This afternoon was filled with fiberglass and short-strand filler! I decided to pop off the canopy and start work on fiberglassing the steel frame to the outer shell.
I had figured that this would be mainly some fiberglass matt and resin work to just wrap the steel to the outer shell but unfortunately found out that approach wasn’t going to work out so well.
I soon realized that the matt wanted to push up off of the steel no matter how much resin I applied to it. This resulted in air gaps between the matt and the steel bars.
I’ll have to cut those air gaps away and make sure that the steel is embedded properly. After this happened it made me look around the rest of the canopy where I started to realize that there were going to be lots of these air gaps because of the sharp contours of the window frames and the raised bars.
So I decided to bust out the short-strand filler to fill in these gaps in order to give more of a flat surface for laying the fiberglass matt. For those who don’t know what short-strand is, it is basically a bunch of body filler with short strands of fiberglass mixed in. This gives a much stronger mixture than just a pure body filler.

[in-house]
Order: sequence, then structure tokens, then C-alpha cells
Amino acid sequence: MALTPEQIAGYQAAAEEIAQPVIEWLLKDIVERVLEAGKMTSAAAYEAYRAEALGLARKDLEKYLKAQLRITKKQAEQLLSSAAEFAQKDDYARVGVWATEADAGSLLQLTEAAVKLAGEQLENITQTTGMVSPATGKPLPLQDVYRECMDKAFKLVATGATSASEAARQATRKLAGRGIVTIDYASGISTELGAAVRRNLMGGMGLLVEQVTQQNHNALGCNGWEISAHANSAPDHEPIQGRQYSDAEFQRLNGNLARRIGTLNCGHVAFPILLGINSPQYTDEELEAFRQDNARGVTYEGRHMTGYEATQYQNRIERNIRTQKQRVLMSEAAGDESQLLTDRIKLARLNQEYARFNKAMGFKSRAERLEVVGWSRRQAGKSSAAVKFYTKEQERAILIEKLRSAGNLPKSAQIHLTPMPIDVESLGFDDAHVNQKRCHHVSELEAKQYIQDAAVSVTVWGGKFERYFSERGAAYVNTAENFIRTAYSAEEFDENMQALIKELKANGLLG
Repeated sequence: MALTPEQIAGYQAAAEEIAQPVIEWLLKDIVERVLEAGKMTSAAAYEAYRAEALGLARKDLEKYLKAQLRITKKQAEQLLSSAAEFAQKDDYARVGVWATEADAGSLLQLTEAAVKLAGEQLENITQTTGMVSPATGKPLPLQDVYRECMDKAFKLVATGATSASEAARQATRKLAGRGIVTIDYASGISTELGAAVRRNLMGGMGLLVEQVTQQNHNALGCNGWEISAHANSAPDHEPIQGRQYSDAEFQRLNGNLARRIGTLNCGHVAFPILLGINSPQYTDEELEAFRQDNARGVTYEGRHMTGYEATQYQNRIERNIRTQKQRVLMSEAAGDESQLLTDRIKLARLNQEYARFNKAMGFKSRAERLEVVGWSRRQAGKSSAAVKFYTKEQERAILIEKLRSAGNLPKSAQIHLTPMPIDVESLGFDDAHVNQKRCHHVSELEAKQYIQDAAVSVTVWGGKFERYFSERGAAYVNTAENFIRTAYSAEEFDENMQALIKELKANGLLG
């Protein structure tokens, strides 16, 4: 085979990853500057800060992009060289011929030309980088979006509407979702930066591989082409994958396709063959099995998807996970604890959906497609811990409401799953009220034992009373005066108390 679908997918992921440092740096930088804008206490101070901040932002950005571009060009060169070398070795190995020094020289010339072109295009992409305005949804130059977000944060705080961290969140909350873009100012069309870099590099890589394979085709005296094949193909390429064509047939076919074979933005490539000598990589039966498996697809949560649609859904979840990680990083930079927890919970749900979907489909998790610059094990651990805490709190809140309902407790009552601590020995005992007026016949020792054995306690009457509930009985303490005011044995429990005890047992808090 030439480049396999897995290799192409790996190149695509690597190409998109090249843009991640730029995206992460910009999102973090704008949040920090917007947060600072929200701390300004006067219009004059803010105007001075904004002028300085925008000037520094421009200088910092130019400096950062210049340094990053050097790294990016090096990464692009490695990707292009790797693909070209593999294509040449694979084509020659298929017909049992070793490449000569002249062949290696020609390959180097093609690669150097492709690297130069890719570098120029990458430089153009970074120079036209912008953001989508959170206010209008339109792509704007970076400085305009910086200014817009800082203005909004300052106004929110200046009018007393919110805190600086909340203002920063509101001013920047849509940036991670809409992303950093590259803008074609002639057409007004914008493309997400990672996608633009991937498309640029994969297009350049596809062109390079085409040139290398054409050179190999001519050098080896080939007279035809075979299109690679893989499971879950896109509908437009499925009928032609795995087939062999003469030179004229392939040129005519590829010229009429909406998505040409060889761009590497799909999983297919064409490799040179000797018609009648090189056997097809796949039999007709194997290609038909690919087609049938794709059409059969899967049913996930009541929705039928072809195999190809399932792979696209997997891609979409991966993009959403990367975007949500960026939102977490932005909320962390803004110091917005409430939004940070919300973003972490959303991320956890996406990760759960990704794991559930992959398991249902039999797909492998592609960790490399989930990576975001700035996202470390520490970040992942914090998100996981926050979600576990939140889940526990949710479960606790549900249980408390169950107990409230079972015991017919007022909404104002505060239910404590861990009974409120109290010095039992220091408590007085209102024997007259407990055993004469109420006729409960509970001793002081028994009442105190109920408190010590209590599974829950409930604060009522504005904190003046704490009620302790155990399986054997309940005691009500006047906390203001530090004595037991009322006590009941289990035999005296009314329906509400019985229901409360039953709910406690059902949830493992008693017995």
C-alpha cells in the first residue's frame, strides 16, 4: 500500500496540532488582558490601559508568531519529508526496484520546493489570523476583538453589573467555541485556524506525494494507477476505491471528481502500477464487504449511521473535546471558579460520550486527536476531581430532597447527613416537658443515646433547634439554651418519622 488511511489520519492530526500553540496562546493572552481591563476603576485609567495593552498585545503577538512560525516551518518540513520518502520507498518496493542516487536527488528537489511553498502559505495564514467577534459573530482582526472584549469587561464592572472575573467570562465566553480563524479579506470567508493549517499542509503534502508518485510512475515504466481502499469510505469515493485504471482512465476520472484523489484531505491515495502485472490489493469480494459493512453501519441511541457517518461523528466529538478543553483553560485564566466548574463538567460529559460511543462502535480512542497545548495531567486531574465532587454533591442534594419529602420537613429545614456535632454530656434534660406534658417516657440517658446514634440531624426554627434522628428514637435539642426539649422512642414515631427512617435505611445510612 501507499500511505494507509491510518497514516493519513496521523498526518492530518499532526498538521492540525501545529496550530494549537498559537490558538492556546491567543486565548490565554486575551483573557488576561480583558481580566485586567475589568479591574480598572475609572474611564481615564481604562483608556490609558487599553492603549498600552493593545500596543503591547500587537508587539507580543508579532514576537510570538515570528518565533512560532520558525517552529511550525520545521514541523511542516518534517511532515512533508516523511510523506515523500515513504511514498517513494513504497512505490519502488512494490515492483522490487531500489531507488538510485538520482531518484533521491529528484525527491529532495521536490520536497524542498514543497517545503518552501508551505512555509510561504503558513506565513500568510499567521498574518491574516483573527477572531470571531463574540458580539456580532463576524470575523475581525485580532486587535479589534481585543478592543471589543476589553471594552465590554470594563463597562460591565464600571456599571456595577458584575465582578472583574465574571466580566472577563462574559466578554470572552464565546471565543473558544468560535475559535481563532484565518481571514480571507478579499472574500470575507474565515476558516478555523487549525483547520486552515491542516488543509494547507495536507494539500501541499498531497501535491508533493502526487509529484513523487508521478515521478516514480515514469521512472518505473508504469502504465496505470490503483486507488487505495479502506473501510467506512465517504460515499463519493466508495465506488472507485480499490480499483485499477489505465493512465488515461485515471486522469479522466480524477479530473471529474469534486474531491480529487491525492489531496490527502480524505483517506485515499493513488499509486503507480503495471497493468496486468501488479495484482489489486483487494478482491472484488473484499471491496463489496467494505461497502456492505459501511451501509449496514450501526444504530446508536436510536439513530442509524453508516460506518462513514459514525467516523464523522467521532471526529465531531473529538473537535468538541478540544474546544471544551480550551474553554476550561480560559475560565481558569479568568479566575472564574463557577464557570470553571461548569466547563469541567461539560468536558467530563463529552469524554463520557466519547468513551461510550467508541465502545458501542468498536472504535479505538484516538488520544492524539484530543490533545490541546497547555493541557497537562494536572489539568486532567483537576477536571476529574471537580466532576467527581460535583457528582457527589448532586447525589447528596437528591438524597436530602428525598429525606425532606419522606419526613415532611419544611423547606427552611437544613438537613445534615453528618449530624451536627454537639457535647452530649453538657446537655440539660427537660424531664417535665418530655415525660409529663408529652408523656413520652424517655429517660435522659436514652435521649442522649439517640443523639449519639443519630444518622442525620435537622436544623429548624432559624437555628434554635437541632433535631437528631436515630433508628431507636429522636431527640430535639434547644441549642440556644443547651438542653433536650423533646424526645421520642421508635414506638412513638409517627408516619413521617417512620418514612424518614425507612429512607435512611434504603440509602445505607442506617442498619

After all the gaps were filled I used a file to knock down the high spots and also where it gooped onto the face of the window frame. This will give me a good flat surface for tomorrow to lay down some matt and resin to seal in the frame to the shell.
The only trouble with this extra support is that it makes the canopy heavier. I can still carry it around no problem and lift it up and set it in place on the top of the car, but I’m trying to make sure I don’t make it too heavy. I’ll also have to look at possibly beefing up the two rear canopy wheel arms so that they don’t flex under the weight.
During the breaks when the filler was curing I reassembled the speaker box fronts and bolted the canopy sliders back onto the cabin walls.
I’m “hoping” to get the fiberglass work on the canopy finished tomorrow. Not the final smooth finish, but at least the structural work.